“Everybody has secrets. Besides, it’s Winter Solstice and the Eve of Gifts to the Sun. He might just be working on your gift.”

“Gift?”

“Solstice? Rebirth of the Sun? The time to give the sun in your life a gift?”

Vorgell had heard talk of gift-giving. For weeks merchants had been crying that their wares were perfect for “the sun in your life”, though he’d dismissed those words as mere poetry evoking Gurgh’s most-worshipped god. The Temple of the Sun dominated both the landscape and the city’s official holy days. As for the Solstice… every civilized people observed the occasion in some form or other. Though Madd had said something about making this Solstice special.

Vorgell reached beneath the lacings of his heavy wool jerkin and fingered the amulet Madd had given him at last year’s solstice.

“The sun in your life, does that mean what I think it does? The most important person?”

Reannry licked a crumb of sweet cake from the corner of her lips. “Yes. The one who gives your life light and joy. The warm center of your world. Your heart. Lovers. Family. Anyone can be a sun. Gillja and I give each other gifts. We’re sisters, after all. And this year”—she gave him an especially meaningful glance—“I have something special planned for someone tonight. Which is why I can’t spend all day talking with you. Madd is the one you should be talking with.”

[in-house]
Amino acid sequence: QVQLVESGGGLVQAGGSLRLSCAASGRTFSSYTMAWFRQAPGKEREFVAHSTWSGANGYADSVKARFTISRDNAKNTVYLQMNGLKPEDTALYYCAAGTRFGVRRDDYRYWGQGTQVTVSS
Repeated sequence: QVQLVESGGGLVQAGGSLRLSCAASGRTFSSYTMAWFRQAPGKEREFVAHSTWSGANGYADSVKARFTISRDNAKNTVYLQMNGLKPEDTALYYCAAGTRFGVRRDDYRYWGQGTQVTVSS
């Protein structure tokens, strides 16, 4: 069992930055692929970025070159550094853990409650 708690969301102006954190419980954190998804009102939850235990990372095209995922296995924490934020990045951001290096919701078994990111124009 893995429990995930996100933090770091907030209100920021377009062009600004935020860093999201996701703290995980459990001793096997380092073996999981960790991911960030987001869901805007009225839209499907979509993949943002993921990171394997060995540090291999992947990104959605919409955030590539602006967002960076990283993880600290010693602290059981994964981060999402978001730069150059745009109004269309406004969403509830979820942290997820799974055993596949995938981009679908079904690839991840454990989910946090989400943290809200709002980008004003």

“If I knew where to find him. I need to know if he is getting me a gift.”

“You don’t want to be surprised?”

Vorgell loved surprises. What he disliked was coming up small. “What do people give each other as gifts? What do men give each other?”

She waved her hand, cake and all. “How would I know? I’m not a man.” Her little brows drew together. “Men give me mittens.”

Would Madd like mittens? Winters in Gurgh were cold. Just two nights ago, it had snowed.

“I don’t think men like mittens,” Reannry stopped walking. “I’m going this way, but you”—she pointed up the street—“should go that way. The merchants will be happy to help you if you have coin.”

“Some.” He was frugal, so carried little. But he could if necessary get his hands on more. “Don’t go just yet. I’m a stranger to your customs and—”

“No, you’re not. You’ve lived in Gurgh for two years.”